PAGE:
First thing i did was put my monthly internet connection on a card, Amex. Paid it off every month religiously while I was in college. After a while they started sending me more cards. I would sign up, throw the card in a drawer and use it for the occasional online purchase. They kept raising my limit and I got a couple of more cards. Soon I had a credit limit over my yearly income. I still only use my credit in emerhencies, like unemployment, moves, girlfriend needed a root canal and her shitty employers didnt have health insurance. In those cases I was glad it was there. But they keep sending me those checks....

I dont like capital one, they are pretty harsh with their interests rates and their late fees. I like discover and amex. It helps to have a couple in case you need to punish one for raising your interest rate.

Posted by: bruce at 12:19 AM on 17 June 2003

AmEx is my favorite also. They will drop any charge you want them to investigate if you write them a letter, and it happens immediately, not seven years later. We never pay cash for hotel stays. That way, if anything goes wrong during the night, such as noise that the hotel refuses to address or something breaks in the room, we refuse to pay for that room. We just let Amex take care of it. It's not like we've had to resort to this every weekend; we've written them maybe a handful of times in 25 years. Plus, their convenience checks are sometimes as low as 0.9 percent for the life of the charges with no transaction fees. It may not be "Everywhere You Want To Be", but it does have its rewards.

Posted by: Vickie at 5:12 AM on 17 June 2003

Amex built its rep on service; they've been forced to compete on price in recent years, but there's no indication that they've had to compromise their service levels.

Posted by: CGHill at 7:34 AM on 17 June 2003

The new AmEx "Blue" card has no annual fee :) All the same perks as any AmEx card. You have to watch it though. It is revolving and they are quite generous with credit limits.

Posted by: ms7168 at 7:52 AM on 17 June 2003

I went around with Amex 15 years ago when they kept sending me calendars and charging me for them. I didn't want their stinking calendars, but you had to send the damn things back or you got charged. I don't play that game. Law book companies always do that, you buy the book then you get the horrendously overpriced updates mailed automatically to you. If you don't want it, you have to go through all the hassle to send them back. I got their number, however, and when I send in the check to pay for the book, I send it wrapped in a letter that says "Please do not send me any updates unless I specifically request them. You can send me notices that updates are available, but any unsolicited updates received will be deemed as gifts." It kind of suprised the last publisher who sent me an unsolicited update when they got a copy of my previously submitted letter in the payment envelope instead of the check they had expected. They actually called me. I told them that the update was sitting unopened in the box in the floor and that they were more than welcome to come and get it, but I was not lifting a finger to send it back and I was not planning on paying them for it. They told me to just keep it.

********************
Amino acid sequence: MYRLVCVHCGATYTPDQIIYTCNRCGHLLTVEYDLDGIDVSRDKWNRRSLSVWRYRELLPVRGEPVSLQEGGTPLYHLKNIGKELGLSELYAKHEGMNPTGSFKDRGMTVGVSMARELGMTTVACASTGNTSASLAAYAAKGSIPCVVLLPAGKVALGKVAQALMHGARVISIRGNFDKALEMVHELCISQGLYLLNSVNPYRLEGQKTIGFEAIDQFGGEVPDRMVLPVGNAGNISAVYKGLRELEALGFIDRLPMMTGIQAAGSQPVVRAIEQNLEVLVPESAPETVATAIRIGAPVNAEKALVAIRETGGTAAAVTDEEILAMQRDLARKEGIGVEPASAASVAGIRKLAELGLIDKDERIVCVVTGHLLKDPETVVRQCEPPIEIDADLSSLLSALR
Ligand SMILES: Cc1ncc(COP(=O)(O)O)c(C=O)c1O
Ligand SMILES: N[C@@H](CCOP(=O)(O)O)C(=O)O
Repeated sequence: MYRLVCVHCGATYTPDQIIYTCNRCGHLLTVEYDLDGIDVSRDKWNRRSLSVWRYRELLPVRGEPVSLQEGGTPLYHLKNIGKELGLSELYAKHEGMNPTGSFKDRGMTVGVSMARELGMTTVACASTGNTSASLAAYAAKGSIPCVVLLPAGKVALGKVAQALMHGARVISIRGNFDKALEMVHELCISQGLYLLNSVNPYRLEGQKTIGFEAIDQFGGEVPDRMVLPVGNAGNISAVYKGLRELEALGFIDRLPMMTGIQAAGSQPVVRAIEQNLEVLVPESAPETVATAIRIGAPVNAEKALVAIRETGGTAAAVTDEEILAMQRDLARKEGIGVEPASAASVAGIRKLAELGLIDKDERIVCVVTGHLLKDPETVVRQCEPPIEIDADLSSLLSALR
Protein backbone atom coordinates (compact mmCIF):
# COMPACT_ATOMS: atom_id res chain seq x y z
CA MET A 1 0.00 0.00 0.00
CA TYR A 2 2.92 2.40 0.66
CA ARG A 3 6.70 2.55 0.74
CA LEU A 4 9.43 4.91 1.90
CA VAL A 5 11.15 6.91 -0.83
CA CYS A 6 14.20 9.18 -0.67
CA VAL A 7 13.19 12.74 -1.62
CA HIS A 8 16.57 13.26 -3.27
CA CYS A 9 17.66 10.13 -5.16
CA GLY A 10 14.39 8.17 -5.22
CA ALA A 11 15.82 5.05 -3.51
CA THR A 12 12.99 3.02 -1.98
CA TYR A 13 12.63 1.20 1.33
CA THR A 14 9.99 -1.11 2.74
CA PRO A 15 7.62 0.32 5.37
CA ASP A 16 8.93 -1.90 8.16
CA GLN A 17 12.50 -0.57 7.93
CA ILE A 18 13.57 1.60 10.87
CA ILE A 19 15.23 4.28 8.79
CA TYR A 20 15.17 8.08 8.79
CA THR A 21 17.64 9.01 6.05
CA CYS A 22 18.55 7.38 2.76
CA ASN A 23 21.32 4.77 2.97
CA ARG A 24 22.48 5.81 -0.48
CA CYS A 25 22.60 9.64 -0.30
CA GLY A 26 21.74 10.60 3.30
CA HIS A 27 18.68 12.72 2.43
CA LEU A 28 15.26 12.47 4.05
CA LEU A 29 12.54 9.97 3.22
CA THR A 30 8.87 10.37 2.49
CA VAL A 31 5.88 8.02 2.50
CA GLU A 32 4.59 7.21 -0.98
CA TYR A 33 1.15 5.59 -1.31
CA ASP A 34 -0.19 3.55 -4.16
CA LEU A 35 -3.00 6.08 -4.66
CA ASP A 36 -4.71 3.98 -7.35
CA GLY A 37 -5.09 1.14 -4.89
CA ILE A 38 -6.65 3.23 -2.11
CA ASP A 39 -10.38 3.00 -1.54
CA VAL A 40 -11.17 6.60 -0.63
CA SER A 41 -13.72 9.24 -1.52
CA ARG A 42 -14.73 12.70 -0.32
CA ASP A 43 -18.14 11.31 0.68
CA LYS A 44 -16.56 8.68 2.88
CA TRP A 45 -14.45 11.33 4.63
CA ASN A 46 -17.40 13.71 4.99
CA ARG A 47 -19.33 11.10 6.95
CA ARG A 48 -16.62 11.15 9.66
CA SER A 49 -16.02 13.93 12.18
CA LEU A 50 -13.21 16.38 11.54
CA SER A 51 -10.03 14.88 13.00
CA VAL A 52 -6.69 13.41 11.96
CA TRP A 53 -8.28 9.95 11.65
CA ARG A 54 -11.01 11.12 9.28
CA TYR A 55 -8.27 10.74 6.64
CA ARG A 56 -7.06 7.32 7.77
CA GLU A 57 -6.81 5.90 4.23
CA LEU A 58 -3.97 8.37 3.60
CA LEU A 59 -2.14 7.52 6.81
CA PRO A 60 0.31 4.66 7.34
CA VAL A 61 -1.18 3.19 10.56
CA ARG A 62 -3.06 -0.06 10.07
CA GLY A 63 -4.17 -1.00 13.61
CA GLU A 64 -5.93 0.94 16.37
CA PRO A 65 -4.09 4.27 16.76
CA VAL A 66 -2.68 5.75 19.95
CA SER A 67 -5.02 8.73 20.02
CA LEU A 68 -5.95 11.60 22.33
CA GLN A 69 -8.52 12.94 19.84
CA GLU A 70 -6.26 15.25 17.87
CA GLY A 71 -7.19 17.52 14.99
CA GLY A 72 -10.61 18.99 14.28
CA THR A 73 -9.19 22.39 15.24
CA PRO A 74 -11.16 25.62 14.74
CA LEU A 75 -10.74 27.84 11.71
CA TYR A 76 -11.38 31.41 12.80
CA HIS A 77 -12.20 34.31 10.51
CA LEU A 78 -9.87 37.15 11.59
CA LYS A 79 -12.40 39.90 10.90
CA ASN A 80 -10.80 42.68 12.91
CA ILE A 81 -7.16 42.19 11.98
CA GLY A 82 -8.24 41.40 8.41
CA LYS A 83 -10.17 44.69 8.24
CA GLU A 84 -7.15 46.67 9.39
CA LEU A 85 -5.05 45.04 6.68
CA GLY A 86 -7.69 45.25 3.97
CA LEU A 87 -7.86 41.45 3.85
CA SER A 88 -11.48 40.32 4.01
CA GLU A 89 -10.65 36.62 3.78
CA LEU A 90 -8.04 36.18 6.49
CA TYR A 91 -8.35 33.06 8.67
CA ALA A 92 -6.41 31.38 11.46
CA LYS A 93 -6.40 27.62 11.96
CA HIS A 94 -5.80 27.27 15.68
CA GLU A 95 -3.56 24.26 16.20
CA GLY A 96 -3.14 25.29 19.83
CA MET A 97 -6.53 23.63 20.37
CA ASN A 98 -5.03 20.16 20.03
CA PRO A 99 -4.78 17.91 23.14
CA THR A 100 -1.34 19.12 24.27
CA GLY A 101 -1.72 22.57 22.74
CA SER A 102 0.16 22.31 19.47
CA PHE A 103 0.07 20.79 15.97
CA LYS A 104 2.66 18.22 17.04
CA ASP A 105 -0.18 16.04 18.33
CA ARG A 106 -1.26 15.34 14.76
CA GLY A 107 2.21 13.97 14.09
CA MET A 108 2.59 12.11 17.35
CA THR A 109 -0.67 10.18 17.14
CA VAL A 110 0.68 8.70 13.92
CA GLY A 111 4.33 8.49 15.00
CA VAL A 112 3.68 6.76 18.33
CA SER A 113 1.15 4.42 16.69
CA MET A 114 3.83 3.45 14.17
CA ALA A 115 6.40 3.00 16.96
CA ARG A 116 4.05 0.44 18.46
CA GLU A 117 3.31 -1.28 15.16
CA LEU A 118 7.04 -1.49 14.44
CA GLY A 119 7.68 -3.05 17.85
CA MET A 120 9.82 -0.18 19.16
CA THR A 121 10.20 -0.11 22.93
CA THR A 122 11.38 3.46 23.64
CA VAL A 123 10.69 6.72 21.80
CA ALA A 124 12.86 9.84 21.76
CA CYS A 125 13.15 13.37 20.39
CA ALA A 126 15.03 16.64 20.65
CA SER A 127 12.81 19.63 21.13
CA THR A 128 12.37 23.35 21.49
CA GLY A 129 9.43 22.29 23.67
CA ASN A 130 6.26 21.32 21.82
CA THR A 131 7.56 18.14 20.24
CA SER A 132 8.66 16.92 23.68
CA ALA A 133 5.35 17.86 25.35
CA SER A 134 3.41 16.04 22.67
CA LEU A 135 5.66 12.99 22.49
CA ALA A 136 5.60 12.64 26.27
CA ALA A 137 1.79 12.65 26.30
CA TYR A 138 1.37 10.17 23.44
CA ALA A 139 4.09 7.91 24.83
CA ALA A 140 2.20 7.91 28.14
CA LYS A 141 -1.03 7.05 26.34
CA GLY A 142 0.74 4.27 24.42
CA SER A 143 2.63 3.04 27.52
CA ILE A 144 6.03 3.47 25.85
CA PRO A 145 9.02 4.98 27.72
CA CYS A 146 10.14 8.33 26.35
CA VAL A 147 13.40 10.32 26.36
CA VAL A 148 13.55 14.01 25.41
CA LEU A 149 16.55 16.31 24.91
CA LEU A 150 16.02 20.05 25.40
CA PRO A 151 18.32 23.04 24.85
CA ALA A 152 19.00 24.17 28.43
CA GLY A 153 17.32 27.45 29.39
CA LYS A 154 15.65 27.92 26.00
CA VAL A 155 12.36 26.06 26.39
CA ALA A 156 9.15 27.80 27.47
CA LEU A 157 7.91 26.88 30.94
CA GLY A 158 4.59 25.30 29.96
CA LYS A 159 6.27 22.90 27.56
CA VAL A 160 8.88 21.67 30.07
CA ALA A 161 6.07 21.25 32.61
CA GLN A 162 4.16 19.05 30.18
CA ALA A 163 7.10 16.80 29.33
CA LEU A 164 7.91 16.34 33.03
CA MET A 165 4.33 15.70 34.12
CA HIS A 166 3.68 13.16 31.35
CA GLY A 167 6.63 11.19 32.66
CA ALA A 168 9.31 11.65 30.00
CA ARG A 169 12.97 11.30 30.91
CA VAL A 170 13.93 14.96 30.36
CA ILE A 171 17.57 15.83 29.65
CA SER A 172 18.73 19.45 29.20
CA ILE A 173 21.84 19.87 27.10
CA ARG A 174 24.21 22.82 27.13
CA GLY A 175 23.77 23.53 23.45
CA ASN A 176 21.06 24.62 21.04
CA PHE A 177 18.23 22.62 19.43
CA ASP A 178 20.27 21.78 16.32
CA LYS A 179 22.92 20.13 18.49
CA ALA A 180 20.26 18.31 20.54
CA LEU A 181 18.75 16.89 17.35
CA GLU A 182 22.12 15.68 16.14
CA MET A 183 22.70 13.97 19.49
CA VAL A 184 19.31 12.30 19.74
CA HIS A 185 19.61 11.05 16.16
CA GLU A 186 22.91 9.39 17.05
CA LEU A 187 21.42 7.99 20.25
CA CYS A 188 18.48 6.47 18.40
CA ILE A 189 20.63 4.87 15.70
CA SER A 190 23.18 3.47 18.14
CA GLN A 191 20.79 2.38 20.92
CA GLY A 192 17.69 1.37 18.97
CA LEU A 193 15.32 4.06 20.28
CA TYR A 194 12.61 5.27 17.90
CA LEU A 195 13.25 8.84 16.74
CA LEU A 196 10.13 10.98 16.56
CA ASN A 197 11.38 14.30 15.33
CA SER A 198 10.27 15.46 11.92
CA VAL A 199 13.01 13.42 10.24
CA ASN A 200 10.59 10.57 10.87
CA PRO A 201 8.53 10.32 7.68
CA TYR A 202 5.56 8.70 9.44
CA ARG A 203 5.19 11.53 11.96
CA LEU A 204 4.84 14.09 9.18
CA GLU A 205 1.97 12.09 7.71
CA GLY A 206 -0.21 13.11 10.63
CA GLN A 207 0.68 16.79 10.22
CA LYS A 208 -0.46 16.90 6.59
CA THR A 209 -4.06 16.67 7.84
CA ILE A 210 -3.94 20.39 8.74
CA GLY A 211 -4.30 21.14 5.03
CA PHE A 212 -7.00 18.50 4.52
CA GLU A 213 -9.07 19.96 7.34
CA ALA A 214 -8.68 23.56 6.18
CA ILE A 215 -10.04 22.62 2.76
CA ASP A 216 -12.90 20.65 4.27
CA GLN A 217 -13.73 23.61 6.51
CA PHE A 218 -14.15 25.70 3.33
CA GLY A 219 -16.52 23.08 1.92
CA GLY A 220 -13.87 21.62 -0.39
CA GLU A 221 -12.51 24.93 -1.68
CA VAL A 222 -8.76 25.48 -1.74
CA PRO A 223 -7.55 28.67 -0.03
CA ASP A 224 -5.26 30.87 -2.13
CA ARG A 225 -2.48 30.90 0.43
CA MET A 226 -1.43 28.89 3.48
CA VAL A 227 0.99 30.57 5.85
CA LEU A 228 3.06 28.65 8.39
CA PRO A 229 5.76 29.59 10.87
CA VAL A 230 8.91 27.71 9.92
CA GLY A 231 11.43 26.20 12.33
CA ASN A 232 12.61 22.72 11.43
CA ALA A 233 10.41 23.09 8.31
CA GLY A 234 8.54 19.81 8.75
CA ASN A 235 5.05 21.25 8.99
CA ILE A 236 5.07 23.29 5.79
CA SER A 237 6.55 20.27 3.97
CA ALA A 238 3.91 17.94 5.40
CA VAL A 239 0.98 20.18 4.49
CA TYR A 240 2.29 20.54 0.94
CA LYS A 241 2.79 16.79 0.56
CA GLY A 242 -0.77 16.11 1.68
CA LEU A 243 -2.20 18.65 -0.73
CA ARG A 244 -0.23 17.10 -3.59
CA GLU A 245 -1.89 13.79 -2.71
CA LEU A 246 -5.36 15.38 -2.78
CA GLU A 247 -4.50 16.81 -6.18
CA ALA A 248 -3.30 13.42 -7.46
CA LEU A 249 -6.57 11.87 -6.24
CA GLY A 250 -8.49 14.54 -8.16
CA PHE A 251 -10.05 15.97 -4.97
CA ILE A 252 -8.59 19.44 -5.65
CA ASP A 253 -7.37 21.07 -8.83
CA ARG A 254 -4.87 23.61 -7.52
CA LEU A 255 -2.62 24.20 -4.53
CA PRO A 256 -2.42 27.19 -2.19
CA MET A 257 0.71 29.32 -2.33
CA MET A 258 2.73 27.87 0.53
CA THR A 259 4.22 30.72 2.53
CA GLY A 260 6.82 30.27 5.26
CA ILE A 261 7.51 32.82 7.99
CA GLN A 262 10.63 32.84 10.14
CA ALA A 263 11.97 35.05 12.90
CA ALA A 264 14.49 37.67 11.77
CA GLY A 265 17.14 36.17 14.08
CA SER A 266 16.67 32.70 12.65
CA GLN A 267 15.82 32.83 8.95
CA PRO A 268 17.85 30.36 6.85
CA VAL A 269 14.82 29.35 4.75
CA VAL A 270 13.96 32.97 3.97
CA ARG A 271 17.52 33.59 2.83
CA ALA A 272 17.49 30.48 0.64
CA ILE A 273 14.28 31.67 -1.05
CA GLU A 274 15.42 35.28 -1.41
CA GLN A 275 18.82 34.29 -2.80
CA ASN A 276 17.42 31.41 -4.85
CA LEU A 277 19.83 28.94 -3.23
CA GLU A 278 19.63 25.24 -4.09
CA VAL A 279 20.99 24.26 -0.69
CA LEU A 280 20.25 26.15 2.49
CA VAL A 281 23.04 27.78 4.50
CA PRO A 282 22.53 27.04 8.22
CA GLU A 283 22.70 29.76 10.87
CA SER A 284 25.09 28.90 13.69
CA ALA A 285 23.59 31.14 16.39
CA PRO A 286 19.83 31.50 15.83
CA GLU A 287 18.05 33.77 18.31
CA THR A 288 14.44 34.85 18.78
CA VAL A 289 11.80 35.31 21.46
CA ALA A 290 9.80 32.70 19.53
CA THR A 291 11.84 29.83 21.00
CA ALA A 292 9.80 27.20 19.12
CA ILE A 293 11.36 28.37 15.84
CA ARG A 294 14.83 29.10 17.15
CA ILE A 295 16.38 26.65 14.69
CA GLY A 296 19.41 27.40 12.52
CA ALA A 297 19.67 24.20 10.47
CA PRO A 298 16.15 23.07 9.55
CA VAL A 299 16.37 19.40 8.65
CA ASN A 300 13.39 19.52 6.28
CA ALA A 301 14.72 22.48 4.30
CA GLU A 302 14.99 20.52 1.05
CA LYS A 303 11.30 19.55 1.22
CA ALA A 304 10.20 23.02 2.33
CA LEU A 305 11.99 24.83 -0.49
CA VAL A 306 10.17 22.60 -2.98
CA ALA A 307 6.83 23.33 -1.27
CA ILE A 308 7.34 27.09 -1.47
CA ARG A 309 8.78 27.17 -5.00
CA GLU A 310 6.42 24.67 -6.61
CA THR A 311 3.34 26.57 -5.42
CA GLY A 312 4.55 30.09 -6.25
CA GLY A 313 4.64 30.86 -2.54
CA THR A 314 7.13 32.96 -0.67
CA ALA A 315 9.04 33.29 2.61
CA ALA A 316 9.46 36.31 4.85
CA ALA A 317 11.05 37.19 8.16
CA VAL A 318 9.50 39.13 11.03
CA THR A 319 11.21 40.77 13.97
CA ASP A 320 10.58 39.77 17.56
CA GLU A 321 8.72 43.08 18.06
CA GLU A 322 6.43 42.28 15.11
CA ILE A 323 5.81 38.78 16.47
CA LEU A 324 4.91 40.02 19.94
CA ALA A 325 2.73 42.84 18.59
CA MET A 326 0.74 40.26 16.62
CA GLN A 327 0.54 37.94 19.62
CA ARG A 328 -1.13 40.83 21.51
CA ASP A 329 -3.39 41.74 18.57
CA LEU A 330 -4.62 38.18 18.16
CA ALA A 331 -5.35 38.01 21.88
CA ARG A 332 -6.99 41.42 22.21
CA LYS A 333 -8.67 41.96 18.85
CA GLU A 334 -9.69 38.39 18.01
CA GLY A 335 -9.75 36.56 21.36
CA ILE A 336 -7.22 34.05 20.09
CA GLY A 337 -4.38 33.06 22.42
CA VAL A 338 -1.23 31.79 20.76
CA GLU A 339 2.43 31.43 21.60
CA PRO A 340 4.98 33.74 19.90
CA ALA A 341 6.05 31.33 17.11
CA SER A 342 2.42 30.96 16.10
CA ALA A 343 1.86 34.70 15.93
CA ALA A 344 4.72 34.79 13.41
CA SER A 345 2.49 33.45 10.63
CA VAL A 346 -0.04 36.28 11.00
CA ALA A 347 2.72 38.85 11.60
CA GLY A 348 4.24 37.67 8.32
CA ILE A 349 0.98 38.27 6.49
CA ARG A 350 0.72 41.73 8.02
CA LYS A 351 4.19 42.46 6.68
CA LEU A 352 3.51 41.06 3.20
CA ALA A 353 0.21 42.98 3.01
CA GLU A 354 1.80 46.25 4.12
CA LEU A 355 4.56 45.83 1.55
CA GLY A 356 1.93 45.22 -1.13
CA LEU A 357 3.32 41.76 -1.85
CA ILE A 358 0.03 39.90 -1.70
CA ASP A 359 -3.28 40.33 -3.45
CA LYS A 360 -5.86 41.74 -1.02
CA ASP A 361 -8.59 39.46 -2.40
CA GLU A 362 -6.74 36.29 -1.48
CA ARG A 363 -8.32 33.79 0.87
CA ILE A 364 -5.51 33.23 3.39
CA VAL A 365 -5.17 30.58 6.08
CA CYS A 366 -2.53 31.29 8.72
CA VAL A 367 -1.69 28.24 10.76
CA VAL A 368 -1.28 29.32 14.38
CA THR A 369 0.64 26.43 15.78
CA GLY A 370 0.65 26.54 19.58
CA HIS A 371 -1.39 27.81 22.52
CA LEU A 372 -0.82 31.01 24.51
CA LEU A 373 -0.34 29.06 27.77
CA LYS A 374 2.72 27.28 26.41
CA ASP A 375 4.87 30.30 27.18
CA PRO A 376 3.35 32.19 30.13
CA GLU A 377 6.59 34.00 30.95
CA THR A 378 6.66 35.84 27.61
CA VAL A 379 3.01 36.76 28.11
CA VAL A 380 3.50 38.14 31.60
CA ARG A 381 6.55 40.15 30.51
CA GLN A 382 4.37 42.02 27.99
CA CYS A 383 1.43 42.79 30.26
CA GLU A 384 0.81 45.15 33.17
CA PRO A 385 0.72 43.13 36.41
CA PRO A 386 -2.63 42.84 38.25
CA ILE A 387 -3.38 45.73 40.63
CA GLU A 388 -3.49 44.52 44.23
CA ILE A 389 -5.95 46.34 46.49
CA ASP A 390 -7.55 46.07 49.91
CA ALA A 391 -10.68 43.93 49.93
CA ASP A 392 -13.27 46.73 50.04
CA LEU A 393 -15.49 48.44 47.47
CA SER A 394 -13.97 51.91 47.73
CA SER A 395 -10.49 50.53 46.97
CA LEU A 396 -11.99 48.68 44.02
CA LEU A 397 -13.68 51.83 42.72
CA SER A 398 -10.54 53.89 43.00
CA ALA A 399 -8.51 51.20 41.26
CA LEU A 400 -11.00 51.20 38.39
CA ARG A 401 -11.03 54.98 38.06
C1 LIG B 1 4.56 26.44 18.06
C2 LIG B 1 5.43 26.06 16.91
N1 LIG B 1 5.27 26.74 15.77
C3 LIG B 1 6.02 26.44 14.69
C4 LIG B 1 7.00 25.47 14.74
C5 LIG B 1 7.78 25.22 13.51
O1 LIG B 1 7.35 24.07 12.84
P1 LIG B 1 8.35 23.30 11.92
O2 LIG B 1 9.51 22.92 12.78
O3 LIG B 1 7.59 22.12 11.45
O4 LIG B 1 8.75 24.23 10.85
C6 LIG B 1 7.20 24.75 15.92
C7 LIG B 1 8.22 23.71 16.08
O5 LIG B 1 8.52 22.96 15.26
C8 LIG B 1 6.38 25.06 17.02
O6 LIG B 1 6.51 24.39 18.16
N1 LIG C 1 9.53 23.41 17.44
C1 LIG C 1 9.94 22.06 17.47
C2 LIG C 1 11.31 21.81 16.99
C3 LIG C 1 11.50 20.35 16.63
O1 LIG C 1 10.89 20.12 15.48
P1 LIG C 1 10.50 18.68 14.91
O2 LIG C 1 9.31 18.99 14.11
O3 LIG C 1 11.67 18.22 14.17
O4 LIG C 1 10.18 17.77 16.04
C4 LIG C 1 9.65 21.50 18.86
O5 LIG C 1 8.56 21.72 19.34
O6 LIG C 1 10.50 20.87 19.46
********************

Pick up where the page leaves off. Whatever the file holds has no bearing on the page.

Posted by: Tiger at 9:27 PM on 17 June 2003

Providian is much, much worse than Capital One. C.O. at least gave me a lower rate when I finally asked for it. I just sent in a cancellation letter; we'll see if it's acknowledged. Actually, I got rid of all my cards & opened just a single new one. It's for emergencies & car rentals only. I'm done with cards. I lived for 24 years without them; I can do it again. Gotta save for that house, you know.

Posted by: Cyberangel at 10:55 PM on 17 June 2003

I had a PayPal-branded card through Providian; they have not acknowledged cancellation as of this writing. (The letter-plus-card-pieces was sent in mid-May, so I'm waiting for this billing cycle to finish before I become officially vexed with them.)

Posted by: CGHill at 7:41 AM on 18 June 2003